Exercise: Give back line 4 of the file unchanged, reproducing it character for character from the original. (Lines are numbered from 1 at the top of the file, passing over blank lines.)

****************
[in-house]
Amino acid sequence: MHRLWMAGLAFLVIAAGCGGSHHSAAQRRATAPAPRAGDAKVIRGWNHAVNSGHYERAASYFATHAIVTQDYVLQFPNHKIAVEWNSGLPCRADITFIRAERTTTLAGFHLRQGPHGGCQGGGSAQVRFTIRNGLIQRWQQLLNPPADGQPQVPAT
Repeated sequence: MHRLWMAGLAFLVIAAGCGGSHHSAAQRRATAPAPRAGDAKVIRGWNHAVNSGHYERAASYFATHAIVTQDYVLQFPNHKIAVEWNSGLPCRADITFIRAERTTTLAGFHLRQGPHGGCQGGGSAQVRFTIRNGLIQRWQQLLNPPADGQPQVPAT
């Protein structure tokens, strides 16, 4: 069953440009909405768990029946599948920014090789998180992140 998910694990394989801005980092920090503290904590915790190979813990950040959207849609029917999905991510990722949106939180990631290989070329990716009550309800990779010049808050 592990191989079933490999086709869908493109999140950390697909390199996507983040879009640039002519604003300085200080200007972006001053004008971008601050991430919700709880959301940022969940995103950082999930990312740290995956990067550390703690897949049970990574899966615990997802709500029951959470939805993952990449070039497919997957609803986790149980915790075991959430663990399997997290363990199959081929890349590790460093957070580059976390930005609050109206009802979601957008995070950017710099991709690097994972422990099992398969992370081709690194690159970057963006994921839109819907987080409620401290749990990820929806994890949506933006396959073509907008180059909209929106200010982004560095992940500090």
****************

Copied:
């Protein structure tokens, strides 16, 4: 069953440009909405768990029946599948920014090789998180992140 998910694990394989801005980092920090503290904590915790190979813990950040959207849609029917999905991510990722949106939180990631290989070329990716009550309800990779010049808050 592990191989079933490999086709869908493109999140950390697909390199996507983040879009640039002519604003300085200080200007972006001053004008971008601050991430919700709880959301940022969940995103950082999930990312740290995956990067550390703690897949049970990574899966615990997802709500029951959470939805993952990449070039497919997957609803986790149980915790075991959430663990399997997290363990199959081929890349590790460093957070580059976390930005609050109206009802979601957008995070950017710099991709690097994972422990099992398969992370081709690194690159970057963006994921839109819907987080409620401290749990990820929806994890949506933006396959073509907008180059909209929106200010982004560095992940500090």